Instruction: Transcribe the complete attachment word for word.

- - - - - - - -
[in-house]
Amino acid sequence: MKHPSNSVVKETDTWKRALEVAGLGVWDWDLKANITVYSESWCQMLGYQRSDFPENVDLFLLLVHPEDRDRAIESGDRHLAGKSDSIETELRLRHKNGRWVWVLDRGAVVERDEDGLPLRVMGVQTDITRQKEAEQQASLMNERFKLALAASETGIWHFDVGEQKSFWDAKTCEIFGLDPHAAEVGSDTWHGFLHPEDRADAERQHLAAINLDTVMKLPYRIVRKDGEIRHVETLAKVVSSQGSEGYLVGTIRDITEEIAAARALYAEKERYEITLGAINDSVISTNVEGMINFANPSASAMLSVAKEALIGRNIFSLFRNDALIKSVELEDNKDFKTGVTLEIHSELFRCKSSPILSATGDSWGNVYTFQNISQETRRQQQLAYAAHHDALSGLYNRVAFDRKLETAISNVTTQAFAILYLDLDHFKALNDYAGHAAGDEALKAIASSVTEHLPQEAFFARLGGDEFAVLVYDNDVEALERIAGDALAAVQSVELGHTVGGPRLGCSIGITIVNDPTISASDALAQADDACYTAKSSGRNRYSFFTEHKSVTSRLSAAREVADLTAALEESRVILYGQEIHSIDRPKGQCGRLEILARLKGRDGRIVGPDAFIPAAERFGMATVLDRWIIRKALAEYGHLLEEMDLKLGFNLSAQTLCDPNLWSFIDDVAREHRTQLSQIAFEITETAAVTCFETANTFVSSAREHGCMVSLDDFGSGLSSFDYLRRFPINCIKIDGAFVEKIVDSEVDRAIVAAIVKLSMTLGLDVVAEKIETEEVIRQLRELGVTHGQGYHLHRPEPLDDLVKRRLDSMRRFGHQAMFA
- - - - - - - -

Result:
[in-house]
Amino acid sequence: MKHPSNSVVKETDTWKRALEVAGLGVWDWDLKANITVYSESWCQMLGYQRSDFPENVDLFLLLVHPEDRDRAIESGDRHLAGKSDSIETELRLRHKNGRWVWVLDRGAVVERDEDGLPLRVMGVQTDITRQKEAEQQASLMNERFKLALAASETGIWHFDVGEQKSFWDAKTCEIFGLDPHAAEVGSDTWHGFLHPEDRADAERQHLAAINLDTVMKLPYRIVRKDGEIRHVETLAKVVSSQGSEGYLVGTIRDITEEIAAARALYAEKERYEITLGAINDSVISTNVEGMINFANPSASAMLSVAKEALIGRNIFSLFRNDALIKSVELEDNKDFKTGVTLEIHSELFRCKSSPILSATGDSWGNVYTFQNISQETRRQQQLAYAAHHDALSGLYNRVAFDRKLETAISNVTTQAFAILYLDLDHFKALNDYAGHAAGDEALKAIASSVTEHLPQEAFFARLGGDEFAVLVYDNDVEALERIAGDALAAVQSVELGHTVGGPRLGCSIGITIVNDPTISASDALAQADDACYTAKSSGRNRYSFFTEHKSVTSRLSAAREVADLTAALEESRVILYGQEIHSIDRPKGQCGRLEILARLKGRDGRIVGPDAFIPAAERFGMATVLDRWIIRKALAEYGHLLEEMDLKLGFNLSAQTLCDPNLWSFIDDVAREHRTQLSQIAFEITETAAVTCFETANTFVSSAREHGCMVSLDDFGSGLSSFDYLRRFPINCIKIDGAFVEKIVDSEVDRAIVAAIVKLSMTLGLDVVAEKIETEEVIRQLRELGVTHGQGYHLHRPEPLDDLVKRRLDSMRRFGHQAMFA